Its now been four months since leaving the United States. This venture started with a quest to see the world. I wasn’t satisfied with my life in the States. I was constantly frustrated with the job market, I was tired of the hustle and bustle and I just wanted to finally do something outside of the box. I knew there was a world, a life, out there that I had yet to see and experience. It was just a matter of taking a leap of faith and actually experiencing it. As Micah and I prepared for our transition to Korea, we both discovered the only thing that was stopping a dream or thought from becoming a reality was a lack of faith, limitations we place on God and ourselves and what our society deems as impossible.
No, I don’t think Korea is our end all, be all. I think it’s just the beginning of our travels around the world. It takes a special person to live in the land of the morning calm or anywhere unfamiliar. Life here, is not as difficult for us as it was in the States. But, it sure is different. Collectivism is a big aspect in the Korean culture. It is far better to be a part of the group rather than a complete, separate individual. In fact, what i’ve learned during my stay here in Korea is my introverted ways are highly frowned upon. For example, when it first started getting warm outside. I would sit outside and just enjoy the weather. My western mind thought, “why not, i’ve been working indoors all day, I just want to be outside and embrace the silence just for 10 minutes.” Come to find out, weeks later, I was being perceived as the lonely English teacher. Some of my colleagues were very hesitant to talk to me because they thought I didn’t like to engage in conversation. So, I had a choice to make. I could’ve been flippant and completely disregard their reservations or humble myself and create some type of harmony in my work environment; and I chose the latter. It was not easy, but it was absolutely necessary.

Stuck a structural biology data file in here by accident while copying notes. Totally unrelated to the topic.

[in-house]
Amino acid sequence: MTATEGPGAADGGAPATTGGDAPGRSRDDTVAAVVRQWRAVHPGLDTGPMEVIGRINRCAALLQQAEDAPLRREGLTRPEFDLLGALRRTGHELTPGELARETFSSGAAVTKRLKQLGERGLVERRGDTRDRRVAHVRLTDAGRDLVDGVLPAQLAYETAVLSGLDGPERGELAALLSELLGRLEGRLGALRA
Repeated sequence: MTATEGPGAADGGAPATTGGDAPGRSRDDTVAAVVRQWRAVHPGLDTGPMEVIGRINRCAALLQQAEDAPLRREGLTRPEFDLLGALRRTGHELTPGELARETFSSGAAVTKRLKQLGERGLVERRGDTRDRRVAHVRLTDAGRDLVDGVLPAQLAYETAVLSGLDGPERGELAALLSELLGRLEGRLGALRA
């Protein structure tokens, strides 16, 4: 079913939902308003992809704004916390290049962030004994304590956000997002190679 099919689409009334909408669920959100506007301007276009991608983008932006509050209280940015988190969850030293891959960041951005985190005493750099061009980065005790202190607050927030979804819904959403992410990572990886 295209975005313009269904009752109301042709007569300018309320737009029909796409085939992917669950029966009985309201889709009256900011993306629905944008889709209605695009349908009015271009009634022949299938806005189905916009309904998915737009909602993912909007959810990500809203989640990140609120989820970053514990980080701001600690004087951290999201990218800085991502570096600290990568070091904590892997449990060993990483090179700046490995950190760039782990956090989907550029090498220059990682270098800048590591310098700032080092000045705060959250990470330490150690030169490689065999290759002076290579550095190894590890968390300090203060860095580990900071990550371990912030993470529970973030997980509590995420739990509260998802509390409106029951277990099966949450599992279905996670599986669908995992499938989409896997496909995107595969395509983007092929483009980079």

Walter Foreman was one of the several speakers at the EPIK orientation. His lecture was about Korean Culture, School Life and Language. He shared this mnemonic, ASK (Awareness, Sensitivity, Knowledge) to help us remember when we encounter cultural difficulties or misunderstandings. Fast forward, four months later, I am just now starting to understand what he meant by it. Awareness reflects a new culture, surroundings and systems. Sensitivity, accepting that naturally things will always be different. Knowledge, the only way to ever understand a new culture is to know the history of the land and its people.
My developmental process has grown in ways I never could have imagined. When Micah and I decided to uproot our lives in America, surprisingly, social norms were not where I thought I would be most challenged. But, I am and it’s helping me grow into a better person, not only for myself, but also for those that surround me. I’m learning life is far more than a selfish, all about me mentality. And like I stated several times before, conviction of my thought processes and how I see the world, are never good at the time in which they are happening. But, in hindsight I see the lessons and the growth I’ve had from them. For that, I am very thankful. I am no longer afraid to just ASK and just BE in my process of becoming.
Tuesday, June 21st, 2016
Willynn Sanon Thompson
Writer: Esther Lynn